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Chapter $ Social Justice and Spatial Systems Normative thinking has an important role to play in geographical analysis. Social justice is a normative concept and it issurprising, therefore, to find that considerations ofsocialjustice have not been incorporated into geographical methods of analysis. The reason is not far to seek. The normative tools characteristically used by geographers to examine location problems are derived from classical location theory. Such theories are generally Pareto-optimal since they define an optimal location pattern as one in which no one individual can move without the advantages gained from such a move being offset by some loss to another individual. Location theory has therefore characteristically relied upon the criterion of efficiency for its specification. Efficiency may be defined in a variety of ways, of course, but in location theory it usually amounts to minimizing the aggregate costsofmovement (subject to demand and supply constraints) within a particular spatial system. Models of this type pay no attention to the consequences of location decisions for the distribution of income. Geographers have thus followed economists into a style of thinking in which questions of distribution are laid aside (mainly because they involve unwelcome ethical and political judgements), while efficient "optimal" location patterns are determined with a particular income distribution assumed. This approach obviously lacks something. In part the reaction away from normative thinking towards behavioural and empirical formulations may be attributed to the search for a more satisfying approach to location problems. This reaction has been healthy, of course, but partly misplaced. It is not normative modelling which is at fault but the kind of norms built into such models. In this chapter, therefore, I want to diverge from the usual mode of normative analysis and look at the possibility of con96 Chapter 3 Social Justice and Spatial Systems Normative thinking has an important role to play in geographical analysis. Social justice is a normative concept and it is surprising, therefore, to find that considerations ofsocialjustice have not been incorporated into geographical methods of analysis. The reason is not far to seek. The normative tools characteristically used by geographers to examine location problems are derived from classical location theory. Such theories are generally Pareto-optimal since they define an optimal location pattern as one in which no one individual can move without the advantages gained from such a move being offset by some loss to another individual. Location theory has therefore characteristically relied upon the criterion of eJficiency for its specification. Efficiency may be defined in a variety of ways, of course, but in location theory it usually amounts to minimizing the aggregate costs ofmovement (subject to demand and supply constraints) within a particular spatial system. Models of this type pay no attention to the consequences of location decisions for the distribution of income. Geographers have thus followed economists into a style of thinking in which questions of distribution are laid aside (mainly because they involve unwelcome ethical and political judgements), while efficient "optimal" location patterns are determined with a particular income distribution assumed. This approach obviously lacks something. In part the reaction away from normative thinking towards behavioural and empirical formulations may be attributed to the search for a more satisfying approach to location problems. This reaction has been healthy, of course, but partly misplaced. It is not normative modelling which is at fault but the kind of norms built into such models. In this chapter, therefore, I want to diverge from the usual mode of normative analysis and look at the possibility of con96 Chapter 3 Social Justice and Spatial Systems Normative thinking has an important role to play in geographical analysis. Social justice is a normative concept and it is surprising, therefore, to find that considerations ofsocialjustice have not been incorporated into geographical methods of analysis. The reason is not far to seek. The normative tools characteristically used by geographers to examine location problems are derived from classical location theory. Such theories are generally Pareto-optimal since they define an optimal location pattern as one in which no one individual can move without the advantages gained from such a move being offset by some loss to another individual. Location theory has therefore characteristically relied upon the criterion of eJficiency for its specification. Efficiency may be defined in a variety of ways, of course, but in location theory it usually amounts to minimizing the aggregate costs ofmovement (subject to demand and supply constraints) within a particular spatial system. Models of this type pay no attention to the consequences of...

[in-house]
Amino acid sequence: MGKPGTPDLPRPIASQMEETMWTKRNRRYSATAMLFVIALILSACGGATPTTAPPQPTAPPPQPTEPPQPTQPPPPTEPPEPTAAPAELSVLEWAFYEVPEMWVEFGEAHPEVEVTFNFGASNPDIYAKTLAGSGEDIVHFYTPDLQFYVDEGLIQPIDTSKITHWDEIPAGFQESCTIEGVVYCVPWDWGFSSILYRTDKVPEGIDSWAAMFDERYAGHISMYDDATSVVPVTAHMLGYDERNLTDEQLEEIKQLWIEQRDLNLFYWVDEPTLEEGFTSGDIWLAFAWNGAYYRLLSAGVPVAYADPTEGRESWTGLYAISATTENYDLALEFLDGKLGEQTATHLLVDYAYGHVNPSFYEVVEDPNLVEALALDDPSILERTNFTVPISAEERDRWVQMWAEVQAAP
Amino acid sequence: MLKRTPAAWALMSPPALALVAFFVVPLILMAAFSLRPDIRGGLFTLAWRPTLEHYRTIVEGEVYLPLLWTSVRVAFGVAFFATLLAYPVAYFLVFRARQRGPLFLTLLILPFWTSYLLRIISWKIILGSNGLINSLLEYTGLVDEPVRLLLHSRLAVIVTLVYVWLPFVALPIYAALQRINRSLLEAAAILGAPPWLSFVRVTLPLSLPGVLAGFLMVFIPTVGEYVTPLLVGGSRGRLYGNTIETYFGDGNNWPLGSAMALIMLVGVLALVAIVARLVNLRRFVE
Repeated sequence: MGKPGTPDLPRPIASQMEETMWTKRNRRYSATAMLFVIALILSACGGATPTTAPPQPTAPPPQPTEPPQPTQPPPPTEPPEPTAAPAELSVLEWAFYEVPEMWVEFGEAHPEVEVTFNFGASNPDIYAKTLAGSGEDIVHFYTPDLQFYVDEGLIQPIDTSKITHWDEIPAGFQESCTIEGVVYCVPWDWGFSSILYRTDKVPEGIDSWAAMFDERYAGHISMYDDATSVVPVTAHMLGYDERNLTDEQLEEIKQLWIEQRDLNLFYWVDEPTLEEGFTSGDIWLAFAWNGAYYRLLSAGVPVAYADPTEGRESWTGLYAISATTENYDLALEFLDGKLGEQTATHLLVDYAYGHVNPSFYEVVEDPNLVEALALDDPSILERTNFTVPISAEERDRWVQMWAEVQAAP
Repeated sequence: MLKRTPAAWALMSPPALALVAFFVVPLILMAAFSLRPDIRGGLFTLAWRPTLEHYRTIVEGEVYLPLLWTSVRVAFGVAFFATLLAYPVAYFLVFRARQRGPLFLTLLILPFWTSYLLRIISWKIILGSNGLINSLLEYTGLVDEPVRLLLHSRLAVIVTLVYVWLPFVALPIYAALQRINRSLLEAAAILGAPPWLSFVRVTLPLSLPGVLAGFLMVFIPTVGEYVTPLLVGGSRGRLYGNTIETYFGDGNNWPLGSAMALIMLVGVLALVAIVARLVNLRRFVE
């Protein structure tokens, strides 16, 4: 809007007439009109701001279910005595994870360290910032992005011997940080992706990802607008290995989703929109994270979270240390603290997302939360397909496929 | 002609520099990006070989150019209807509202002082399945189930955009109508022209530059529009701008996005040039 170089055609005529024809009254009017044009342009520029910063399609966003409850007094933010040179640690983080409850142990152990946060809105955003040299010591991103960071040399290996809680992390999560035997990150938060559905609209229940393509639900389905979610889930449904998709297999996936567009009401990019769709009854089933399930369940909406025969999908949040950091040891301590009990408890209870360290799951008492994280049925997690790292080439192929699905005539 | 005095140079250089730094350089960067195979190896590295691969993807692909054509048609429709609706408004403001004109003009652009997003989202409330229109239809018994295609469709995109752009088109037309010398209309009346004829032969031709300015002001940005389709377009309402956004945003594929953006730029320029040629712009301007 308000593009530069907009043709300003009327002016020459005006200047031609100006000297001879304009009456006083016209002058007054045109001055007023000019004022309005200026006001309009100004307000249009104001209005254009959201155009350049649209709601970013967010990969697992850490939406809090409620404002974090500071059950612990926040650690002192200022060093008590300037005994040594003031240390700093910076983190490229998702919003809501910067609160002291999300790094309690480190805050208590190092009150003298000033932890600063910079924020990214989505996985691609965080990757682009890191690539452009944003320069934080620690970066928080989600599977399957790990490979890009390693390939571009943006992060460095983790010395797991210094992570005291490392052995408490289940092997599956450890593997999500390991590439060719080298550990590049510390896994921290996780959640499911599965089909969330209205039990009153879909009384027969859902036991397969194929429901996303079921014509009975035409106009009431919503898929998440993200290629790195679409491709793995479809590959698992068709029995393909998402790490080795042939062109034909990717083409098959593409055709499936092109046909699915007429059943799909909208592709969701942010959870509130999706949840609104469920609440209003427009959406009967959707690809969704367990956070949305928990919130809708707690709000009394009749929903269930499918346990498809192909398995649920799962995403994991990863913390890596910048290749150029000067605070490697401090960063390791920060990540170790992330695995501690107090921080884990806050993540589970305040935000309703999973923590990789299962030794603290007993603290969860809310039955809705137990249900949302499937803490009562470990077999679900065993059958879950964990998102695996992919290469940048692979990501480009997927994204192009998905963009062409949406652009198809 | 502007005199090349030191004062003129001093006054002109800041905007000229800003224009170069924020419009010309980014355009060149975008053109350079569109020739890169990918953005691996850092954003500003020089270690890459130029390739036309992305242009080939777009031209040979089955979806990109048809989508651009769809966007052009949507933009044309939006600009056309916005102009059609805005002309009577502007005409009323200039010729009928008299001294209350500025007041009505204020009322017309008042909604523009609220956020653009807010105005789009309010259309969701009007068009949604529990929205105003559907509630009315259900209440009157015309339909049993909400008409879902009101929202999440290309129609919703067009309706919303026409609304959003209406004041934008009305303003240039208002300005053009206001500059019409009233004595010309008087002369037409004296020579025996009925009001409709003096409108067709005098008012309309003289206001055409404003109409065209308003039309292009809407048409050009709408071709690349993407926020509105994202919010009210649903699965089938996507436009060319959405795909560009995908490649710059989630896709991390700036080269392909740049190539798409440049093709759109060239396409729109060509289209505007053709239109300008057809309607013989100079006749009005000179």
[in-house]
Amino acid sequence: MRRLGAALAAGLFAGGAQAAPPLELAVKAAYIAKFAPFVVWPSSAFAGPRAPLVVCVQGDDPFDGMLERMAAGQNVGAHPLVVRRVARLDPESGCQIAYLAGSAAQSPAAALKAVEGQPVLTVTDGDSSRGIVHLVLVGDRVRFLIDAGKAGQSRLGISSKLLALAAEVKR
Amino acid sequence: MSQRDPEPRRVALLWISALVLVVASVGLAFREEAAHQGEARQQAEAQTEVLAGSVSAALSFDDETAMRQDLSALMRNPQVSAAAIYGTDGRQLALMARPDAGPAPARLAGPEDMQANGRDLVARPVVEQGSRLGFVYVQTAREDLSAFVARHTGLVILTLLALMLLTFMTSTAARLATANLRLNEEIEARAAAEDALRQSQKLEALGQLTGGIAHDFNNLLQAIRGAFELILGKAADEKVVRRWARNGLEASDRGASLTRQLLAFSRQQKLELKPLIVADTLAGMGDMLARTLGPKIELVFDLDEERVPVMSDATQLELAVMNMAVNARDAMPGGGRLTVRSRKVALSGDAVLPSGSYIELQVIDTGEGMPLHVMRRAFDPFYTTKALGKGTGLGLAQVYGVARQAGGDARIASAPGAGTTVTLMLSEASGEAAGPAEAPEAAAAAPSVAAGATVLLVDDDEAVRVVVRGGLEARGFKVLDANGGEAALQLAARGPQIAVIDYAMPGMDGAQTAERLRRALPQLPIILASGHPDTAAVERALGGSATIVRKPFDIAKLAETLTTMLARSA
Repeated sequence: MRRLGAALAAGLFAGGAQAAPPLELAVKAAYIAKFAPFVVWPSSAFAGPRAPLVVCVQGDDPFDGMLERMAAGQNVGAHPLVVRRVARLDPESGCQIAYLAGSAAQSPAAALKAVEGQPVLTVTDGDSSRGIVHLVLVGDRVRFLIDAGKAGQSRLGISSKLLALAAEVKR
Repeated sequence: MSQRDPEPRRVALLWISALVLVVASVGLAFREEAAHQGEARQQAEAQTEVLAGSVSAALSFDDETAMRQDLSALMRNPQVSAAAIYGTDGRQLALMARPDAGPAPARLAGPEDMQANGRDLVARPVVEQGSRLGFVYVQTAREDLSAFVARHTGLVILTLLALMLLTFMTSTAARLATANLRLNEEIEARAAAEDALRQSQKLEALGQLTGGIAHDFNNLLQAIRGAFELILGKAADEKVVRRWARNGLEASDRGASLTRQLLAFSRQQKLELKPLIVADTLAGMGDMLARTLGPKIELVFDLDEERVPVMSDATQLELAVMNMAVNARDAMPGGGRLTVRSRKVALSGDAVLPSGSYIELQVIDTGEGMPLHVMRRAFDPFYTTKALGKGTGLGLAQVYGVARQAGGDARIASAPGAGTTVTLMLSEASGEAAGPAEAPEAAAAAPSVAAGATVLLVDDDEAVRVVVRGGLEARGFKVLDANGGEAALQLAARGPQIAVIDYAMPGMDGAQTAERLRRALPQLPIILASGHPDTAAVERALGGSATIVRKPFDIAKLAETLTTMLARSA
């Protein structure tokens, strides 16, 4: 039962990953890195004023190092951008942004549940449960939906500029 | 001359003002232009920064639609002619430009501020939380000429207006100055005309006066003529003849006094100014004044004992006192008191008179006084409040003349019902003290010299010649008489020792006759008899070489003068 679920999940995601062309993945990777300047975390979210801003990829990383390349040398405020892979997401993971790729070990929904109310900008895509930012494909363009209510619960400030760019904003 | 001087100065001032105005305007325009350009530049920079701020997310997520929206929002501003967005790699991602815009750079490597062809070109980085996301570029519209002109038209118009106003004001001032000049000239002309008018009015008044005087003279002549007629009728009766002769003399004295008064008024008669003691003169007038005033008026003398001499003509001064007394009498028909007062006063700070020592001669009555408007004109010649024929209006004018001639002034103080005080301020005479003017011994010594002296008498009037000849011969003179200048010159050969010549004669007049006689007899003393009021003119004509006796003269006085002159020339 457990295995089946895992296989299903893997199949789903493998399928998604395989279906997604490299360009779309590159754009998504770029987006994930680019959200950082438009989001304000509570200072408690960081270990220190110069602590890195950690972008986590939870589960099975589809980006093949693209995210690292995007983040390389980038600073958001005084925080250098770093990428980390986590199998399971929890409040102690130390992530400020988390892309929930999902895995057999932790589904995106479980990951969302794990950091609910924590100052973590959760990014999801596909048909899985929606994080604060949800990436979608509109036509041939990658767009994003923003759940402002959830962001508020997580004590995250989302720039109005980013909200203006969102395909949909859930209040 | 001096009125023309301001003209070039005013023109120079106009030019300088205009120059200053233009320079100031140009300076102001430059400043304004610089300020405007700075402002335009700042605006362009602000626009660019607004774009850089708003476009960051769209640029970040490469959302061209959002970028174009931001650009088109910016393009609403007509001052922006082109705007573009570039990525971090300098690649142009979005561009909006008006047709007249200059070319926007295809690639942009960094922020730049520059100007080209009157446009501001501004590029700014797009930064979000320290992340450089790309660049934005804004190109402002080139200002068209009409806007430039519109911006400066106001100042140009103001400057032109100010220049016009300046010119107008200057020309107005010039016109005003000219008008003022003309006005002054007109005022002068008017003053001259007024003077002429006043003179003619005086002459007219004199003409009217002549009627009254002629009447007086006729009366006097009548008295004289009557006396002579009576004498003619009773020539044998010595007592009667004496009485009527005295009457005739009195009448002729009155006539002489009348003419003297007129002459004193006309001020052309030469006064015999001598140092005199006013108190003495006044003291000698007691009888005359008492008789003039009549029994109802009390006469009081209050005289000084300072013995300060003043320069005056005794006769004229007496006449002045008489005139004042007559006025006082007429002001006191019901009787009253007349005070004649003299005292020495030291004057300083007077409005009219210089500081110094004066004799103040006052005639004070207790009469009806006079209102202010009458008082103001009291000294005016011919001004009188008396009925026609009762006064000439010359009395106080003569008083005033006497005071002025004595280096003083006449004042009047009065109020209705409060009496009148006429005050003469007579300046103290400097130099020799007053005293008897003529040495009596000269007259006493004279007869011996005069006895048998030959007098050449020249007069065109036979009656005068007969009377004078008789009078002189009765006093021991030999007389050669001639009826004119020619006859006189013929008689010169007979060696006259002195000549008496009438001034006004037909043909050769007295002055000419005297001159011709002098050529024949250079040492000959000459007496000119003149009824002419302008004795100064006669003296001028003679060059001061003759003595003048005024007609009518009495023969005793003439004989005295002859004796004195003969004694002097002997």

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Additional Information

ISBN
9780820336046
Related ISBN
9780820334035
MARC Record
OCLC
704418427
Pages
368
Launched on MUSE
2012-02-08
Language
English
Open Access
No
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